Block 1 is a standard Log Cabin, but we have used a half-square triangle as the center unit. When the blocks are put together as seen in the diagram, an illusion of a circle in the center is formed. The addition of the triangles in this way gives a gentle curve. Try arranging your blocks in still other patterns.
Standard Log Cabin with center half-square triangles
Block 2 is a pattern I came across in a book dealing with tiles and mosaics of ancient Rome. This is pieced in a similar manner as the Courthouse Steps log cabin. Begin with two squares. Add rectangles to opposite sides in rounds (see diagram). The coiling effect is achieved by the striking contrast of the light and dark fabrics. There are many possibilities to the arrangement of these blocks. Make several and play! These would be fantastic as an outer border in a quilt.


(I have since published several quilts using the Greek Key Log Cabin)

Here is my Greek Key Log Cabin quilt using 8" blocks. You can find the pattern with TWO versions of this quilt in my Etsy shop. First, one sewn using five Kaffe Fassett fabrics for the blocks.

Greek Key Log Cabin quilt: 42" x 50"
And another done in red and white (same size):

Red Hot Logs: 42" x 50"
Block 3 is an elongated square, otherwise known as a rectangle. You begin with rectangular strips that are at least 3-4 times the length of the width of the strip. It is pieced in rounds as in a standard log cabin. These also would be a striking border treatment. They can be placed together into a quilt if the dimension of one side is proportional to the other side (for example 3” x 6” block, 6” x 12” block, etc).

Block 4 is a Thick and Thin treatment. Beginning with a central square cut the size of the width of the thick strips, the piecing of the rounds of logs continues in the standard way. After the central square, two thin strips (half the width of the thick strips) are added. Then two of the thick. Continue adding strips, two thin, two thick, keeping the colors consistent throughout. Putting these blocks together in various settings creates lovely curving patterns that cannot be achieved with a standard log cabin.
Thick and thin logs
I now call this Block 4 treatment the Curvy Log Cabin. I have made several quilts using this technique. This blue and gold table runner is about 25 years old and I still own it!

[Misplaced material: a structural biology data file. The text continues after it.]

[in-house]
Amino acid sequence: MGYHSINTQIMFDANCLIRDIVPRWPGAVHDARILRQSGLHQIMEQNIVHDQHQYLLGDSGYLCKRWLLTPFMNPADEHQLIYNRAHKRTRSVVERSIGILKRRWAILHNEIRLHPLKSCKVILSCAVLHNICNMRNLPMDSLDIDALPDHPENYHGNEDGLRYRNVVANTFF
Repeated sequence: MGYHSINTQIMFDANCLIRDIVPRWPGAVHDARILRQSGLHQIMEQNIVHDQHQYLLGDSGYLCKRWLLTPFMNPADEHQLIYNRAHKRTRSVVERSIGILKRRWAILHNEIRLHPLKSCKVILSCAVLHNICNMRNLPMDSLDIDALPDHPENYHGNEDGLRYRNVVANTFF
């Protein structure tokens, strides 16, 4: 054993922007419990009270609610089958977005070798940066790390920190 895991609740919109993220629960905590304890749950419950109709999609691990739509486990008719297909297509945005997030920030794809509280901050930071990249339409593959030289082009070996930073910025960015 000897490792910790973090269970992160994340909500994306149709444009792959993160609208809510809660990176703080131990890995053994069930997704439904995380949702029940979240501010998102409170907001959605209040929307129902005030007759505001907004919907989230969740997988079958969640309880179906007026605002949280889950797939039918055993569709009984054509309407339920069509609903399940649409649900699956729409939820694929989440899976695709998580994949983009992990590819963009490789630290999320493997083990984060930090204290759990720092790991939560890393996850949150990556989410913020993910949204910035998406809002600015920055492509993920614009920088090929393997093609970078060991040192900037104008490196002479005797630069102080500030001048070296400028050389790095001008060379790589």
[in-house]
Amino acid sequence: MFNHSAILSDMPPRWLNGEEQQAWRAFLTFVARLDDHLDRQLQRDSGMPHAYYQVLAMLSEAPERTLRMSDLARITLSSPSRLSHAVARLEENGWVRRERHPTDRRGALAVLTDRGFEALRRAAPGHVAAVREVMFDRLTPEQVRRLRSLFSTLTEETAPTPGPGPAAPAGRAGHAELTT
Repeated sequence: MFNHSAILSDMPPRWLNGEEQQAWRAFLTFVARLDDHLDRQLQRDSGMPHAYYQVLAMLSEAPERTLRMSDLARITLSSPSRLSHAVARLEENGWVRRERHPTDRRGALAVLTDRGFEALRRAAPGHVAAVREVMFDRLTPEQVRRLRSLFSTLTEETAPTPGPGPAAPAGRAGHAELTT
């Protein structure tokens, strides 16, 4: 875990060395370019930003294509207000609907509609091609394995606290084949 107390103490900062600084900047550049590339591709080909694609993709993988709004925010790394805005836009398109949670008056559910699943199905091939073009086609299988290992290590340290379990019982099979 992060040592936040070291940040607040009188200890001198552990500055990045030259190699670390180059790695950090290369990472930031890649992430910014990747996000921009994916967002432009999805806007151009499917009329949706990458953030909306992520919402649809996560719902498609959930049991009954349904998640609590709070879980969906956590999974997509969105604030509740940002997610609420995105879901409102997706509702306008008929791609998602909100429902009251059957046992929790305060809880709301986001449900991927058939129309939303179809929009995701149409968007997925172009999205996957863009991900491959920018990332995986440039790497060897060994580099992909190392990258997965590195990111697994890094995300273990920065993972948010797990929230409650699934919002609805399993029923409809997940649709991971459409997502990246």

12 Curvy Log Cabin Blocks make this table runner
And my recent Butterflies quilt. I patterned this 22 years ago (yes, I did!) and made it again using Jean Ann Wright's Curvy Log Cabin ruler (by Creative Grids).

Sunshine Butterflies: 47" x 47"; 6" block
Notice that each Butterfly is made using 3 curvy log cabin blocks and a plain block (that has the antennae and head (which is a prairie point!)

Here's another one done by The Quilting Divas Sewing Boutique (shop) in Green Bay, Wisconsin.

Colorful Sunshine Butterflies by Quilting Divas shop
These are just a few of the fun ways to play with your Log Cabin blocks. The possibilities are almost endless and the results may surprise you. So, what are you waiting for? Go get out those strips and get to work!

I'll be posting more Log Cabin designs in the weeks ahead. There are so many wonderful ways with strips and logs and it's one way to use up some of your scrap stash!

Monday, July 1, 2019

Cookie Cutter BOM: The Heart Block

I hope you are ready for a series of easy raw edge appliqué blocks that I began designing over 15 years ago. The first one is the Heart. Let's see a recent Heart block:

Cookie Cutter Heart Block: 10" x 10"
I made this for a collection of Benartex batiks and created a blog post about how to make a miniature Hearts on Fire quilt in 2015. I have since given that quilt away, but I still had about 3 sample blocks from my workshop, which I included in my new Sampler quilt.

This Sampler is very scrappy. If you want to make a 16 block quilt as I have here, then you need the following: